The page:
high activity = high blood sugar?

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Bruce posted on Tue, Aug 9 2011 6:13 PM



Has anyone else experienced this?  If I run 2-4 miles, my blood sugar increases requiring1-2 units over the next 2 hours.  If I work really hard in my yard (ex. splitting wood for 2-3 hrs), my sugar goes sky high into the 400's.  I don't understand what is happening nor do I really understand what to do.  One nurse educator that I talked to suggested I just 'not exercise as much' .  I don't want to do that.  I really enjoy it and take pride in working in my yard.

Has anyone experienced anything like this?  If so, can you tell me what is going on and what to do?


Thank you





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zrebiec replied on Fri, Aug 19 2011 10:39 AM

When you exercise your muscles, you need more glucose to supply energy. In response, your liver increases the amount of glucose it releases into your bloodstream. Remember, however, that the glucose needs insulin in order to be used by your muscles. So if you do not have enough insulin available, your blood glucose levels can actually increase right after exercise. Basically, stimulated by the demand from your exercising muscles, your body is pouring glucose into your bloodstream. If you do not have enough insulin available to "unlock the door" to your muscles, the glucose cannot get into your active muscles to provide needed energy. The end result is that glucose backs-up in your bloodstream, causing higher blood glucose readings.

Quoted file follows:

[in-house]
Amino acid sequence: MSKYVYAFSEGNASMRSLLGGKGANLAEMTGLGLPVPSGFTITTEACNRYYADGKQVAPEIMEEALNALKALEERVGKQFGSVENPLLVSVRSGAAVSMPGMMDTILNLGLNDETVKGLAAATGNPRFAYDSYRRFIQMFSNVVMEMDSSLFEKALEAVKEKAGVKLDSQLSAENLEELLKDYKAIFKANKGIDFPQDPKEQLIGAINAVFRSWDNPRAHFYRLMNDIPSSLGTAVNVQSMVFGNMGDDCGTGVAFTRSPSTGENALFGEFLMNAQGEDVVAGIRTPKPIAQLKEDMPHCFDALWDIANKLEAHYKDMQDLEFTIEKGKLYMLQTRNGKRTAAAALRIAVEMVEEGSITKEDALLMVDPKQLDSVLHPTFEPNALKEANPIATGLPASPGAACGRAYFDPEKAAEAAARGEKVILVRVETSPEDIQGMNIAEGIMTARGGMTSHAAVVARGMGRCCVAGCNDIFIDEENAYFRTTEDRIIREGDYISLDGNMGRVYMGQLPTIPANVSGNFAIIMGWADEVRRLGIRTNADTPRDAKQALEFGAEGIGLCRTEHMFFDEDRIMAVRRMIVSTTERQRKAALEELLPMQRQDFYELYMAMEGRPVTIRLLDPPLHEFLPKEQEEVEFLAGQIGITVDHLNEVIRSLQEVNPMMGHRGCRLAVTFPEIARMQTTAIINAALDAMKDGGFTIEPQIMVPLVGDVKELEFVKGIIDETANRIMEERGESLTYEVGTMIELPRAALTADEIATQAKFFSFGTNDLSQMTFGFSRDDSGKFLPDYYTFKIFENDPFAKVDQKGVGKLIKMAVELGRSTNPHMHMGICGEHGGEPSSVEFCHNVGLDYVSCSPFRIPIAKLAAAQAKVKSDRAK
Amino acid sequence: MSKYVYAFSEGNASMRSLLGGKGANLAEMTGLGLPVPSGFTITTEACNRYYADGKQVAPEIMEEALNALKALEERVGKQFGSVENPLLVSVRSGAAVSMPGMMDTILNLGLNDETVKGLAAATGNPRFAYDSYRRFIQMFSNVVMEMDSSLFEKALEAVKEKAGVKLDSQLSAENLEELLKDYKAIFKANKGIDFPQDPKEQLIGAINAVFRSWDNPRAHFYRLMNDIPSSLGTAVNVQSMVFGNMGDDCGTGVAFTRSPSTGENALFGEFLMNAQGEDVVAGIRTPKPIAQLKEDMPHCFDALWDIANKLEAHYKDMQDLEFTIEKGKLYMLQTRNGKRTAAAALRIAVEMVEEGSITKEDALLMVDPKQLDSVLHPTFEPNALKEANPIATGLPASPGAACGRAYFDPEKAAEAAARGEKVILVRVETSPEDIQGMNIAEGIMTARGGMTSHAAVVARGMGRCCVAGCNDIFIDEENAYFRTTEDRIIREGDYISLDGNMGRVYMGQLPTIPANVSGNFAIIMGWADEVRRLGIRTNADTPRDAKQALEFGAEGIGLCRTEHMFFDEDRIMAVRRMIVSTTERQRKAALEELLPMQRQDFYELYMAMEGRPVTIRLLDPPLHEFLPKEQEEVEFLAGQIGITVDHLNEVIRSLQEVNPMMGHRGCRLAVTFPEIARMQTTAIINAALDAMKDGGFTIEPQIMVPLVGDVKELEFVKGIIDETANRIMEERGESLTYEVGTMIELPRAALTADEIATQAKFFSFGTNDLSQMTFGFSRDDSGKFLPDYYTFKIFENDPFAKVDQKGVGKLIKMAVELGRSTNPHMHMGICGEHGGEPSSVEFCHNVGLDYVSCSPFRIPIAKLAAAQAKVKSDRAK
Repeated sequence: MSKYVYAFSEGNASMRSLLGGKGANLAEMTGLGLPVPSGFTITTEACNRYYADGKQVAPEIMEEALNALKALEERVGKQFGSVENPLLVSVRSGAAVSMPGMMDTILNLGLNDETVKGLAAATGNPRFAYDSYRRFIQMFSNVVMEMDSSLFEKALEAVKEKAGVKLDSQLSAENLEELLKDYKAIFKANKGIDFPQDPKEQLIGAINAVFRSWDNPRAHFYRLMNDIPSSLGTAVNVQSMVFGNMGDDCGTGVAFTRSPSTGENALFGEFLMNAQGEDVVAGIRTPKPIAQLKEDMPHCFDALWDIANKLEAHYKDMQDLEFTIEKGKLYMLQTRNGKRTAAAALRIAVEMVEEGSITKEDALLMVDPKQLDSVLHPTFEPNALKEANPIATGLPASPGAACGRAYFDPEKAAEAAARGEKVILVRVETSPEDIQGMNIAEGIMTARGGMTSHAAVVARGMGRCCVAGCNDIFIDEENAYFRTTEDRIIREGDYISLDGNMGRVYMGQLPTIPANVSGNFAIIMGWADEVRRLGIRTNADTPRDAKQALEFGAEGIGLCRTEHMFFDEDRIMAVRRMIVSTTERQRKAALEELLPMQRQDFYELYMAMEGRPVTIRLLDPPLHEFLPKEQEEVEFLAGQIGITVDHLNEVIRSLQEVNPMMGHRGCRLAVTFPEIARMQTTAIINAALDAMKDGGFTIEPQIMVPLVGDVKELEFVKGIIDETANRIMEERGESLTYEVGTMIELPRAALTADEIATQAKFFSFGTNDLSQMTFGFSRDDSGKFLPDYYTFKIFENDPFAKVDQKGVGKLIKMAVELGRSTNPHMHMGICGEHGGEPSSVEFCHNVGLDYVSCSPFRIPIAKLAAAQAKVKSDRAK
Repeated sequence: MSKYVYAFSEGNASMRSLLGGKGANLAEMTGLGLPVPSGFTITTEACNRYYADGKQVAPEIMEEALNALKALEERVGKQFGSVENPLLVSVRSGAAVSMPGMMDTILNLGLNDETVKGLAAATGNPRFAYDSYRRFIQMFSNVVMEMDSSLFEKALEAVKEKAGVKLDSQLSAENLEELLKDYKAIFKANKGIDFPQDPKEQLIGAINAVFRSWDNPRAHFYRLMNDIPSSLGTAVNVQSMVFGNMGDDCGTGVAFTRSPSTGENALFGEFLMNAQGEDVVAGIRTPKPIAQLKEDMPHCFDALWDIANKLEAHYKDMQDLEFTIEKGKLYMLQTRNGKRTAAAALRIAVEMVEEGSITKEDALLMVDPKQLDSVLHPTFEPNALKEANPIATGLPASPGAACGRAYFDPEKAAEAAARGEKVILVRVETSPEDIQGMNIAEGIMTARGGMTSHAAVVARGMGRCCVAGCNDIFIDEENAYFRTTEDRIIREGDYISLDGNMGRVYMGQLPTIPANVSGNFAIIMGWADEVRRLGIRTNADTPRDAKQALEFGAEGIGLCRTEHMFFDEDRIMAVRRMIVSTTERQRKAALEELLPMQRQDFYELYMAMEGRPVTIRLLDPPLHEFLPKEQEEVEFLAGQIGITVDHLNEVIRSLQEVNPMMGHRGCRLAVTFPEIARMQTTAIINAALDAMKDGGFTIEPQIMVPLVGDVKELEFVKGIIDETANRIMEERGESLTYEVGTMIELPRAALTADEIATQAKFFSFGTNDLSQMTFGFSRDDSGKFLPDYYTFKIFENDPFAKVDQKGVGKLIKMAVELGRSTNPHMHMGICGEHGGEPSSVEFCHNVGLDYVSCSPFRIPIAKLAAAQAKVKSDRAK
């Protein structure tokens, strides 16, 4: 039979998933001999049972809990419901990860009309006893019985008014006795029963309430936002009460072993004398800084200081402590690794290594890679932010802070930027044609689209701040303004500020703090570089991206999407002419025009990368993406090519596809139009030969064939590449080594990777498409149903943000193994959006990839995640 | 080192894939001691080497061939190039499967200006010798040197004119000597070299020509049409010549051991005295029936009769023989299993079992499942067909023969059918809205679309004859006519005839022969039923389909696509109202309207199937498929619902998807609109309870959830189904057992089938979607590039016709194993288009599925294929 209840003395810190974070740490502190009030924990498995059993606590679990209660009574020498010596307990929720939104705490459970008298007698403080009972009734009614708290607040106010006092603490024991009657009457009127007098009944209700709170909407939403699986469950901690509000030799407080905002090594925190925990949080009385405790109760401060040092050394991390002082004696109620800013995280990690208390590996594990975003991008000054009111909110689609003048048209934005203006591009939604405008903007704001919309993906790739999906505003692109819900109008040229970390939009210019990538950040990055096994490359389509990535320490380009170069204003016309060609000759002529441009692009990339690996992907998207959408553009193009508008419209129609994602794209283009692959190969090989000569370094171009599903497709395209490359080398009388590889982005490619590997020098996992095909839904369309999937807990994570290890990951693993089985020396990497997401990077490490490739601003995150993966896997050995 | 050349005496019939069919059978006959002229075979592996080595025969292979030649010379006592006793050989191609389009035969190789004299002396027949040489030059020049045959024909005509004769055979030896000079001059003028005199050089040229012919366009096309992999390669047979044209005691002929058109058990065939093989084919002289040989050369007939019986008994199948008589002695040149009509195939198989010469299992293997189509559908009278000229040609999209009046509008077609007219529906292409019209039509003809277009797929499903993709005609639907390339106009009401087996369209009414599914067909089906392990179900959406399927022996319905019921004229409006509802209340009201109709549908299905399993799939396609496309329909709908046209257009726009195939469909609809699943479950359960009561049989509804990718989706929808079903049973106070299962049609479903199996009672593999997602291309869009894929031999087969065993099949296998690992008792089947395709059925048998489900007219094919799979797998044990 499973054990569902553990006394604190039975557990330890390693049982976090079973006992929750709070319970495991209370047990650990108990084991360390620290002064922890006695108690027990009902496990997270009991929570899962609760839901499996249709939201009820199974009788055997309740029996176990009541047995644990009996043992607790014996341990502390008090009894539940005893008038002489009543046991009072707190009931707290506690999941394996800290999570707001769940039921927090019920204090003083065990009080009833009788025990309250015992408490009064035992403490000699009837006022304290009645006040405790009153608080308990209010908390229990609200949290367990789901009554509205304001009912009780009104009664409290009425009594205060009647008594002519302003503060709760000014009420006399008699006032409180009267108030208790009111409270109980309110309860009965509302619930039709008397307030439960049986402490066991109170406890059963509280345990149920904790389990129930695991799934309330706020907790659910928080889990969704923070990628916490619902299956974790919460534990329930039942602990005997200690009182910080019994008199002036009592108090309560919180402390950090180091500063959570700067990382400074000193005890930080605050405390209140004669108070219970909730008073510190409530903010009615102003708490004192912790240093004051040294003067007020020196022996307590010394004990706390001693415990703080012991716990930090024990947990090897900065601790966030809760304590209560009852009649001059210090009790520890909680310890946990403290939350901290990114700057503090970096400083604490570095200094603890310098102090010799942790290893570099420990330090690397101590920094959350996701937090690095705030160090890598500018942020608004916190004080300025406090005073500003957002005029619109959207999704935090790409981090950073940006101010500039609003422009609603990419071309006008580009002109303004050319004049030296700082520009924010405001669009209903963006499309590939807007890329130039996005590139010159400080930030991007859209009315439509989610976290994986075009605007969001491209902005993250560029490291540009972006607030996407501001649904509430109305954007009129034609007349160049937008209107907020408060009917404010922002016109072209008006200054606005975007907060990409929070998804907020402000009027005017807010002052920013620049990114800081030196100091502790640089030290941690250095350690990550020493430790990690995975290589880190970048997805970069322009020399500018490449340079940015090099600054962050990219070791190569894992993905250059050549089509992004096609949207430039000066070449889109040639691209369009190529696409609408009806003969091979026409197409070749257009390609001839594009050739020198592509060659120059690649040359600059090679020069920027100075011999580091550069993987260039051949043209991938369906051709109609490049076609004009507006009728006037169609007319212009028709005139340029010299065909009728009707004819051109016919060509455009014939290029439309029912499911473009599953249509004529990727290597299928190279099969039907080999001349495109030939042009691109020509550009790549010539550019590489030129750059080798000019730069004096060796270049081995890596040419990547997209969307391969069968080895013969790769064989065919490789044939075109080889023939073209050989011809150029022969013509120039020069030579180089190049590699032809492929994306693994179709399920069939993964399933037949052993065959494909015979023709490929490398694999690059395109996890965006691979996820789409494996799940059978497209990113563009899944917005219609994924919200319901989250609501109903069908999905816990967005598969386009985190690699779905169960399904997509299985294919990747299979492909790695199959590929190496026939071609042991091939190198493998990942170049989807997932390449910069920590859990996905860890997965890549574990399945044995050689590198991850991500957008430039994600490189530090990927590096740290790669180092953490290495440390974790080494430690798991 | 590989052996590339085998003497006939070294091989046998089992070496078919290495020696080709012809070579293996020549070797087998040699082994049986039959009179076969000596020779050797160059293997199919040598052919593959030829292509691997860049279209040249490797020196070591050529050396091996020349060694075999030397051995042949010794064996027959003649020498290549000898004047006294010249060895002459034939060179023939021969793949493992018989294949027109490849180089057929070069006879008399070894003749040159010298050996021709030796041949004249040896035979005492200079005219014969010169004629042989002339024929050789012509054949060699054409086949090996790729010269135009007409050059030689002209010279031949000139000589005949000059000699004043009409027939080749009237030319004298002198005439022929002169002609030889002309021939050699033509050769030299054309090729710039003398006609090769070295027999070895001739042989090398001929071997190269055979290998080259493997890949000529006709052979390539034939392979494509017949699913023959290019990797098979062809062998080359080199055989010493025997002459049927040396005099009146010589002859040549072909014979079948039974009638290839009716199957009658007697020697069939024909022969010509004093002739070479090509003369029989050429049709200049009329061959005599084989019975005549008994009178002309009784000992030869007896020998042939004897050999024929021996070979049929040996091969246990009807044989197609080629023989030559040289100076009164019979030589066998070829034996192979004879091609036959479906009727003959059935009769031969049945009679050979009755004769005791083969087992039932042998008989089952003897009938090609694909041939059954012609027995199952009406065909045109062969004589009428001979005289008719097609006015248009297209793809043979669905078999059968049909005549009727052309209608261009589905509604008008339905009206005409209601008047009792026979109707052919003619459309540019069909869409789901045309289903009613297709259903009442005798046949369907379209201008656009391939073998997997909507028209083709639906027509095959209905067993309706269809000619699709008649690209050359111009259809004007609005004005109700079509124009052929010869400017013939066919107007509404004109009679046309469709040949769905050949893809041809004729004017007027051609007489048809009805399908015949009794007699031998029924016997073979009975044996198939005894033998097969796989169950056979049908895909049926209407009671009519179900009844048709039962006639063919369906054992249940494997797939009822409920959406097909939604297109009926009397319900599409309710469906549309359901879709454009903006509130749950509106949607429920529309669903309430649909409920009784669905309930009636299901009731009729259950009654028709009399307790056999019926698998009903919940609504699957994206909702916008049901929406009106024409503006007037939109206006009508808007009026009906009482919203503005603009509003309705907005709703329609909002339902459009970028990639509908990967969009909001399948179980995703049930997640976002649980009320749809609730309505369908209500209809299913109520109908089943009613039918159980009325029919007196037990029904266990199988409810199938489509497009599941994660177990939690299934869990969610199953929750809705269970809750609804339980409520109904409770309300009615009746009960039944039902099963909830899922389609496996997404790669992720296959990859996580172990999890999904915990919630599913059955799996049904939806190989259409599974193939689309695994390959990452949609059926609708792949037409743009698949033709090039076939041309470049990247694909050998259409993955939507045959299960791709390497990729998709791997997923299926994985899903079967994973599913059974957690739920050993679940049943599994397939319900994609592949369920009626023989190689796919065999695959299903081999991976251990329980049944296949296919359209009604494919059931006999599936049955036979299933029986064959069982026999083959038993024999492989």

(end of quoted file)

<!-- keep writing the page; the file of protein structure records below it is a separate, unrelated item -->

I would recommend checking BG before, half way and after activity to identify the pattern. If BG increase with activity, I would suggested either cut on the snacks during activity or take a small correction dose (30-50% from total correction) to help prevent high blood glucose. Hydration (water only) is also important to maintain.

 Trial and Error is the principle method that I would encourage using.

Jackie Shahar

Director, Joslin Clinic

Exercise Physiology


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